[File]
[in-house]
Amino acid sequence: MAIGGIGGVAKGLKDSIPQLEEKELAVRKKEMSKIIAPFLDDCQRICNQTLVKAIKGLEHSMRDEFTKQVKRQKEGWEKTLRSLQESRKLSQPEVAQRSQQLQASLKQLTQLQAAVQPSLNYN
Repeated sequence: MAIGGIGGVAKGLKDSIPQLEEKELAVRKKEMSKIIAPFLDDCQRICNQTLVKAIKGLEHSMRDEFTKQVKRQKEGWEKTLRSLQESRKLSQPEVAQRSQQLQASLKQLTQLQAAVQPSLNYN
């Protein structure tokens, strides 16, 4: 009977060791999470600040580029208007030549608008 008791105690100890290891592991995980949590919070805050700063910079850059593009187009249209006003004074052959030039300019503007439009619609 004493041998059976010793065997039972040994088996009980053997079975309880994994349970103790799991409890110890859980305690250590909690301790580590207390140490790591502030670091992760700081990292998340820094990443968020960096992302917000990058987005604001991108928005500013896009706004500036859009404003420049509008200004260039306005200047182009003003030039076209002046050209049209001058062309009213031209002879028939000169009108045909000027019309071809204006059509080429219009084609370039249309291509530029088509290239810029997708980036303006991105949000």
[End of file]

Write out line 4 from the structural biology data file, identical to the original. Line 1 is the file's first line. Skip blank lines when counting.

């Protein structure tokens, strides 16, 4: 009977060791999470600040580029208007030549608008 008791105690100890290891592991995980949590919070805050700063910079850059593009187009249209006003004074052959030039300019503007439009619609 004493041998059976010793065997039972040994088996009980053997079975309880994994349970103790799991409890110890859980305690250590909690301790580590207390140490790591502030670091992760700081990292998340820094990443968020960096992302917000990058987005604001991108928005500013896009706004500036859009404003420049509008200004260039306005200047182009003003030039076209002046050209049209001058062309009213031209002879028939000169009108045909000027019309071809204006059509080429219009084609370039249309291509530029088509290239810029997708980036303006991105949000």